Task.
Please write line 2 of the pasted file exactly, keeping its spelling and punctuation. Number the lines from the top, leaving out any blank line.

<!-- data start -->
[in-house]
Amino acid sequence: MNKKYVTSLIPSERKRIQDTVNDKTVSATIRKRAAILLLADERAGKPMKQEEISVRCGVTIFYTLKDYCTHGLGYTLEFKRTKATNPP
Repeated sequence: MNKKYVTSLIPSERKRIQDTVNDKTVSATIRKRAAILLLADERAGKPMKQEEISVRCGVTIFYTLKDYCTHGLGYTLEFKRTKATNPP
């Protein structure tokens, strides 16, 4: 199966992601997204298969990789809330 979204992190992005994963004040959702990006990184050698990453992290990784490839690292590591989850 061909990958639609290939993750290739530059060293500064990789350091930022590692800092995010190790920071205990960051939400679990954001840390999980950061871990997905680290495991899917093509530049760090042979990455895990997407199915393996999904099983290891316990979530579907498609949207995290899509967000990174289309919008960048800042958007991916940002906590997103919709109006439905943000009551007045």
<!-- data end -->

Amino acid sequence: MNKKYVTSLIPSERKRIQDTVNDKTVSATIRKRAAILLLADERAGKPMKQEEISVRCGVTIFYTLKDYCTHGLGYTLEFKRTKATNPP